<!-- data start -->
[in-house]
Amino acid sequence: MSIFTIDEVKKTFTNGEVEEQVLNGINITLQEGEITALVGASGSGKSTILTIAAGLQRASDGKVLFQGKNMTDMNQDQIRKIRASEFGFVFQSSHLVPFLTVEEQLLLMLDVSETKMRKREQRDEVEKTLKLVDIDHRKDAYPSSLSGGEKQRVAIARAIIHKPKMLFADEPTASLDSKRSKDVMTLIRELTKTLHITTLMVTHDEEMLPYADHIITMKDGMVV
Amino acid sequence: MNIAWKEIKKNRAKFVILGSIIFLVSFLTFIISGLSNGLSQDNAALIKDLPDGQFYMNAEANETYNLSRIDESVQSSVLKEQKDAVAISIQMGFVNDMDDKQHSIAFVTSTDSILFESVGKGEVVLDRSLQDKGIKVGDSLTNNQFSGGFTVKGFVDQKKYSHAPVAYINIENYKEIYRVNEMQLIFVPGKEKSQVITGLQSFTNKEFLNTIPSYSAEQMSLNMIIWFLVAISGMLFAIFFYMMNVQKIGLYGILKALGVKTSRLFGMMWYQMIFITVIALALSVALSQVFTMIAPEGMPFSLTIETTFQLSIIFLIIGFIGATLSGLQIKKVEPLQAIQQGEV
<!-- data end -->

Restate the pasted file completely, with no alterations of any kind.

[in-house]
Amino acid sequence: MSIFTIDEVKKTFTNGEVEEQVLNGINITLQEGEITALVGASGSGKSTILTIAAGLQRASDGKVLFQGKNMTDMNQDQIRKIRASEFGFVFQSSHLVPFLTVEEQLLLMLDVSETKMRKREQRDEVEKTLKLVDIDHRKDAYPSSLSGGEKQRVAIARAIIHKPKMLFADEPTASLDSKRSKDVMTLIRELTKTLHITTLMVTHDEEMLPYADHIITMKDGMVV
Amino acid sequence: MNIAWKEIKKNRAKFVILGSIIFLVSFLTFIISGLSNGLSQDNAALIKDLPDGQFYMNAEANETYNLSRIDESVQSSVLKEQKDAVAISIQMGFVNDMDDKQHSIAFVTSTDSILFESVGKGEVVLDRSLQDKGIKVGDSLTNNQFSGGFTVKGFVDQKKYSHAPVAYINIENYKEIYRVNEMQLIFVPGKEKSQVITGLQSFTNKEFLNTIPSYSAEQMSLNMIIWFLVAISGMLFAIFFYMMNVQKIGLYGILKALGVKTSRLFGMMWYQMIFITVIALALSVALSQVFTMIAPEGMPFSLTIETTFQLSIIFLIIGFIGATLSGLQIKKVEPLQAIQQGEV